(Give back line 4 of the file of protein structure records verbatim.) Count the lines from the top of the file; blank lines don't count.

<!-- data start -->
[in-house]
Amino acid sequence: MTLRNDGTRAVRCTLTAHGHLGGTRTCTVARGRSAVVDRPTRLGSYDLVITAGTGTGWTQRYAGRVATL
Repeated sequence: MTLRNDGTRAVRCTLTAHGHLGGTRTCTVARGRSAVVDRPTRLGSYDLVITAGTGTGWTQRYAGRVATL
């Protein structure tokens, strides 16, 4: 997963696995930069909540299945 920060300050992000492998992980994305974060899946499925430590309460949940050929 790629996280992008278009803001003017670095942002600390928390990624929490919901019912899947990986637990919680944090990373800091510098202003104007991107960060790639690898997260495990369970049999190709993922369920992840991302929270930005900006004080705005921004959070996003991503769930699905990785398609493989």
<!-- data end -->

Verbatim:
């Protein structure tokens, strides 16, 4: 997963696995930069909540299945 920060300050992000492998992980994305974060899946499925430590309460949940050929 790629996280992008278009803001003017670095942002600390928390990624929490919901019912899947990986637990919680944090990373800091510098202003104007991107960060790639690898997260495990369970049999190709993922369920992840991302929270930005900006004080705005921004959070996003991503769930699905990785398609493989």